Now there appears to be a political pushback. Although the International Olympic Committee has accepted China's offer to supply all participants in this summer's Tokyo games with vaccines, the Olympic Minister, Tamayo Marukawa, has said that Japanese athletes would not accept them. A polite explanation for this could be that Japan has very low rates of confidence in vaccines in general – under 30 per cent believe they are safe and effective, one survey found.
But Japan is also one of the four members of the "Quad" group, along with the US, India and Australia, which had its first ever heads of government meeting last week, at which they announced they would supply up to a billion vaccine doses across "the Indo-Pacific region" by the end of 2022.
These will be made in India and guided by a Quad Vaccine Experts Working Group that, as the countries' four leaders put it in an op-ed in The Washington Post, "brings together the sharpest scientific leaders from Australia, India, Japan and the United States to meet the region's pressing needs".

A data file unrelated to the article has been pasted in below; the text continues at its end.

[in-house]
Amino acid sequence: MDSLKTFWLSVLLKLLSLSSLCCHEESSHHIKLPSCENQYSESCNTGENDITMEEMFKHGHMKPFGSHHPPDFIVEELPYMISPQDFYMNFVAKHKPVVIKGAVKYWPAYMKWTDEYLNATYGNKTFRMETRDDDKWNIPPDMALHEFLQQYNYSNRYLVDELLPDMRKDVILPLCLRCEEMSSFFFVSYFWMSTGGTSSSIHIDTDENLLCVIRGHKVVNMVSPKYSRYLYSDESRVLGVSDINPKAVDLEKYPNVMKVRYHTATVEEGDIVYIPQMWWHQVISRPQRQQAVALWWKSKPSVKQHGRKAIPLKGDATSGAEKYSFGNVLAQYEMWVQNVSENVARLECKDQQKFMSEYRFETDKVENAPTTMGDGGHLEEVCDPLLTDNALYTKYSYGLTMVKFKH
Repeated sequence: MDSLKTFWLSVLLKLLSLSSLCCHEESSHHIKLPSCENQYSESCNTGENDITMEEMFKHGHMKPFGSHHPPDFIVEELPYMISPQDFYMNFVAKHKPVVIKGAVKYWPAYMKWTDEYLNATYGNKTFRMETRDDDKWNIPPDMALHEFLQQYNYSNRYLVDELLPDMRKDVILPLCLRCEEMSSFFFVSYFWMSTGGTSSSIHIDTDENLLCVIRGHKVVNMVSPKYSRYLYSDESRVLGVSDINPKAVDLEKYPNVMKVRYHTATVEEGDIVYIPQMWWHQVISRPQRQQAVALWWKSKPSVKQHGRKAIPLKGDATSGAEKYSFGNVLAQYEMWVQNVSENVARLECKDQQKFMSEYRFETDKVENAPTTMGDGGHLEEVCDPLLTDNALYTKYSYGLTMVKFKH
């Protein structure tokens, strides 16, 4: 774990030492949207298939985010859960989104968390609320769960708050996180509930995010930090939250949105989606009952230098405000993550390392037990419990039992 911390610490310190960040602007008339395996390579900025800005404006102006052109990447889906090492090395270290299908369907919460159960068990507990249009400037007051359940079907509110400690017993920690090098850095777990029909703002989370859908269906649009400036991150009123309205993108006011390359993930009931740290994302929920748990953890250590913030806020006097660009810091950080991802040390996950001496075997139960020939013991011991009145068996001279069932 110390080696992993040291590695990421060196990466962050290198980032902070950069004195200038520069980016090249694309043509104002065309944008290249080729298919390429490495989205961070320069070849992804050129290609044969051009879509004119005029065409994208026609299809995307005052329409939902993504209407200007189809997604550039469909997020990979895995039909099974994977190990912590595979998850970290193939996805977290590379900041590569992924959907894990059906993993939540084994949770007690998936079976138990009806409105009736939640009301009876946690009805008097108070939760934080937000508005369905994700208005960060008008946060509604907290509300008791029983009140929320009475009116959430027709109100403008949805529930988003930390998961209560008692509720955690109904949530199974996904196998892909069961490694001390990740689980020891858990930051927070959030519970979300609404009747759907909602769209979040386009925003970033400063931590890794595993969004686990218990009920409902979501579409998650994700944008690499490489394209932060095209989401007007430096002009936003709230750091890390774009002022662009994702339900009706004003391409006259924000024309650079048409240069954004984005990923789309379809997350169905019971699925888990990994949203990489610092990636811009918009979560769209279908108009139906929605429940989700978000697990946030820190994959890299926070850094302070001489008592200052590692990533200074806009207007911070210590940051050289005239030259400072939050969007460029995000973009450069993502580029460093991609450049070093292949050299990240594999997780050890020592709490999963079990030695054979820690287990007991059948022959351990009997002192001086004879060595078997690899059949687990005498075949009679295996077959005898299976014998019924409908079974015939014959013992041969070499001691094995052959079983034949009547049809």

They listed potential partners in Asia and the Pacific, but there was no mention of co-operation with China; and given that the Quad's main purpose is to counter Beijing – without that ever being expressed quite so explicitly – the vaccine plan is naturally being seen as part of an effort to compete with and contain China. A benign take would be that the more doses produced, the better, but I do not think that making vaccination distribution a geopolitical contest is to be welcomed.
It didn’t have to be like this. The Quad, as its current leaders concede, has its roots in the four member countries coming together to respond to the 2004 tsunami that killed over 200,000 people and caused a humanitarian crisis in many Indian Ocean littoral states. After a long pause, it was “reborn in 2017” – but, as they don’t say, it was “reborn” as something quite different. It has since focused almost exclusively on security issues, and aims for a “free, open, resilient and inclusive… Indo-Pacific” in which “all countries are able to make their own political choices, free from coercion”.